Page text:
There is an old Bolivian tradition equivalent to the Euro-American Halloween. Ancient Andean people set a day aside for remembrance of the dead. But the Bolivian tradition comes with some practices squeamish Catholic priests are beginning to protest .
Huffington Post reports that in Bolivia,the ""Day of the Skulls" (Dia de los Natitas) is celebrated on November 9. It is an ancient tradition that has evolved into a mixture of old "pagan" and new Catholic rituals. Bolivians, on the "Day of the Skulls," bring out human skulls they had been keeping as "pets" in their homes all year round. They take them to church cemeteries for Mass blessing, dressed up in brightly colored military hats and Andean chuyo wool hats, and decorate them with flowers.
Native Bolivians believe people have seven souls and that after death one of the souls takes up permanent residence in the skull of the deceased. It is believed that the "seventh soul" is a benevolent spirit which has the power to help people, heal them and ward off evil from their families.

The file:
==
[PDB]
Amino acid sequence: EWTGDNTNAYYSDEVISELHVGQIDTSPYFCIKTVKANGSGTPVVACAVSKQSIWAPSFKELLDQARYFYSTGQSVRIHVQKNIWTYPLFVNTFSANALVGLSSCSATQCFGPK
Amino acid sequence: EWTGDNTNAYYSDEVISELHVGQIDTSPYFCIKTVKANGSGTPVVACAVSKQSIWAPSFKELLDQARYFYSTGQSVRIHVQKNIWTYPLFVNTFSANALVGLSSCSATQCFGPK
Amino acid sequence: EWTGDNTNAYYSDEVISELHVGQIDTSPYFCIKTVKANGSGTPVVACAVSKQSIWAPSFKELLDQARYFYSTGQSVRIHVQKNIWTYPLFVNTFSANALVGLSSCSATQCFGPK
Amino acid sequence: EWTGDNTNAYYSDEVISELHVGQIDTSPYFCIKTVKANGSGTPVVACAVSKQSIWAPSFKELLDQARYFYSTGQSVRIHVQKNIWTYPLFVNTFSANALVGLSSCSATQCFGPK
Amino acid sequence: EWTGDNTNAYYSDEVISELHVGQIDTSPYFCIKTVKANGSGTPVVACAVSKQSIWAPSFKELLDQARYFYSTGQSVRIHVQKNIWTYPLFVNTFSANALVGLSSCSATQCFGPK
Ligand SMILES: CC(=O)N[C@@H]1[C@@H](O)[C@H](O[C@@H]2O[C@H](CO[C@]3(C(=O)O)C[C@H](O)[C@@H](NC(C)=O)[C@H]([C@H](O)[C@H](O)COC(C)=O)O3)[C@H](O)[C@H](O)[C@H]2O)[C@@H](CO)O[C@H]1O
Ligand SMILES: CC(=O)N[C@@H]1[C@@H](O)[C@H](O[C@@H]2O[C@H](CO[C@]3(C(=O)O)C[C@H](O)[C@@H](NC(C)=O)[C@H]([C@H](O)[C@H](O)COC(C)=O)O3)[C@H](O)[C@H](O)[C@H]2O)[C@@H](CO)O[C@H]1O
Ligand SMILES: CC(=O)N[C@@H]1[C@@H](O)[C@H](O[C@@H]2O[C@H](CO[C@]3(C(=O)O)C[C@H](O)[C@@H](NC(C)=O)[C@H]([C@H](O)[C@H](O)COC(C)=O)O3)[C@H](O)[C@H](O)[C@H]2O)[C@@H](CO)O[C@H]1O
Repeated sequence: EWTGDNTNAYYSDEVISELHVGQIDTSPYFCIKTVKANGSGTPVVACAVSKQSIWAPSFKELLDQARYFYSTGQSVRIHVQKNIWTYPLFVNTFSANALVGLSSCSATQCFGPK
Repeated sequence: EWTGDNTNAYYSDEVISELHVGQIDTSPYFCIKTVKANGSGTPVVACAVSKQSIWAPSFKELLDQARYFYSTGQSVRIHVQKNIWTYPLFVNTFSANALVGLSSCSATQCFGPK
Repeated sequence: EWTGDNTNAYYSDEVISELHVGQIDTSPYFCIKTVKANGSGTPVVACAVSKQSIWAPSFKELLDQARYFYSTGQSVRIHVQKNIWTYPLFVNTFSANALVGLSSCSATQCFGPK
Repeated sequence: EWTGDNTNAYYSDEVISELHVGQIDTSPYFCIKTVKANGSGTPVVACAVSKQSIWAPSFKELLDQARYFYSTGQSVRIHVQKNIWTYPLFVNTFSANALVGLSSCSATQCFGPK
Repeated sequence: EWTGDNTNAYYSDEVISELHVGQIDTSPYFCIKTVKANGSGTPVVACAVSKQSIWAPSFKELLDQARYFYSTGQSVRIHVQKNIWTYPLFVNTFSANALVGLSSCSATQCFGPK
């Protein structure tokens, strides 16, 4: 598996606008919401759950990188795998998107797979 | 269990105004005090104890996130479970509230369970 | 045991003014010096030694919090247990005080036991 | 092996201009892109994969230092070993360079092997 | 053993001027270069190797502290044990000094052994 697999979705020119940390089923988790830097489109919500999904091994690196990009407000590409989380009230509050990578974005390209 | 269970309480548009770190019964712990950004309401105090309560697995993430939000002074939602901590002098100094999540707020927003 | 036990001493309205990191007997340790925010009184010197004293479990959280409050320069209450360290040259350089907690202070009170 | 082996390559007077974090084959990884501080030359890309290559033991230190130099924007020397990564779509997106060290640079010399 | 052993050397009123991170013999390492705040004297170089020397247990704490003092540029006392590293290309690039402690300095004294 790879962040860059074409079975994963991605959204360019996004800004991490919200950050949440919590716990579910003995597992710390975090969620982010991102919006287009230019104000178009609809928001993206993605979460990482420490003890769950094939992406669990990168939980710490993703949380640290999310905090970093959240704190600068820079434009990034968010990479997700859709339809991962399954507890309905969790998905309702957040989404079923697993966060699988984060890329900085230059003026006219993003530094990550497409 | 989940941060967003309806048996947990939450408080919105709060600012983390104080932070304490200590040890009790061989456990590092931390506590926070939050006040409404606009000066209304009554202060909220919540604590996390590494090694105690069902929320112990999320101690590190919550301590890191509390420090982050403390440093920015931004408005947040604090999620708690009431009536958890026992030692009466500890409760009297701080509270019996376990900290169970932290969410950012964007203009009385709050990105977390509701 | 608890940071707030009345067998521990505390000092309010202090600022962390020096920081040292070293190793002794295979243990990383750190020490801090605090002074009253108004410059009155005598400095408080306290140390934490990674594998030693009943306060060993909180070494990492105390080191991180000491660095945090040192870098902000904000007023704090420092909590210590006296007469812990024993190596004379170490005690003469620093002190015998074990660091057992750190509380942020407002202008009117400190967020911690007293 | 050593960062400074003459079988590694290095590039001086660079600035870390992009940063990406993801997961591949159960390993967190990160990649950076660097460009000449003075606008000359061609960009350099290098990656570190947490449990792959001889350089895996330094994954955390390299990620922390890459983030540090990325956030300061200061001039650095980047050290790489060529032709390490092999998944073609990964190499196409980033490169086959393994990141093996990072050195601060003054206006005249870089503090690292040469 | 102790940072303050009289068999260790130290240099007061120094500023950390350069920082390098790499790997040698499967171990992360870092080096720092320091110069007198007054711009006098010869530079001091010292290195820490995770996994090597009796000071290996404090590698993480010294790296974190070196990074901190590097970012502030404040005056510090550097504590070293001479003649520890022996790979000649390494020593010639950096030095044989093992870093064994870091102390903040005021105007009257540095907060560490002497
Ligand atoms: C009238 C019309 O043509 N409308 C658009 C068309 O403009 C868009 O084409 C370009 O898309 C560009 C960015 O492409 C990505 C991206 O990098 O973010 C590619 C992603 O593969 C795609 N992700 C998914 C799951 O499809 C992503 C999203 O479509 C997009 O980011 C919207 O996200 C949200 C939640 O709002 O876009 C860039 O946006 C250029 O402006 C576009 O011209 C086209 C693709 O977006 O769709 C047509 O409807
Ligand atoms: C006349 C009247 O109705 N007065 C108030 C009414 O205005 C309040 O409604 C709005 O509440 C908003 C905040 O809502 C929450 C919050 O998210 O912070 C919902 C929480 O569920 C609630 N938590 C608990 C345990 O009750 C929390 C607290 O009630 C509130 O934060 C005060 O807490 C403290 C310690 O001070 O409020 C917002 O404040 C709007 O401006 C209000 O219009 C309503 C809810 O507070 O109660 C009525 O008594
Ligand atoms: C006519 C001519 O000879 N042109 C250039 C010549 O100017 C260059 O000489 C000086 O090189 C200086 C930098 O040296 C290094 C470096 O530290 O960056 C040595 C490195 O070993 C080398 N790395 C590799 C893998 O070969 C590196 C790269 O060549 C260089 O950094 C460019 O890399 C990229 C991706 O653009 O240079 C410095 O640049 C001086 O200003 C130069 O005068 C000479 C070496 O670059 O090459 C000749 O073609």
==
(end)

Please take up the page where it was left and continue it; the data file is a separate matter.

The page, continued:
Fox News reports a curious aspect of the tradition. Bolivians who keep "seventh-soul" skulls in their homes are careful to make sure that the skulls are not those of their own relatives. The human skulls are usually purchased from vendors are taken from cemeteries. The practice of recovering skulls from cemeteries is consistent with Bolivian practice of exhuming corpses eight years after burial and incinerating the remains.
The human skulls are kept as lucky charms in Bolivian homes and are given names, and reverently stored away in a glass cases.
Fox News reports Bolivar Luisa Perez keeps a skull which has been in her family for 24 years. She explains why she keeps the skull of a dead human stranger her mother found in cemetery in her home:
"To look after my house, to scare away thieves, to protect my family, that is why I venerate her."
The Catholic Church in Bolivia has for many years been tolerating this Bolivian tradition, but in recent times church priests have been complaining. Reverend Jaime Fernandez, according to Fox News, complains:
"They shouldn't bring them to the church. They shouldn't pull them from their tombs. They should leave them in peace."
This year, Reverend Jaime Fernandez has had enough of the "skull-duggery" tradition. He refused to bless the skulls when the people brought them for Mass. But after a stands-off between priest and church members, he offered a compromise: He says a short prayer that the souls of the dead rest in peace.
The skulls in Bolivia are called natitas. Belief in natitas is very popular among rural Bolivians and in poor neighborhoods, but the belief is dying among better educated middle class Bolivians.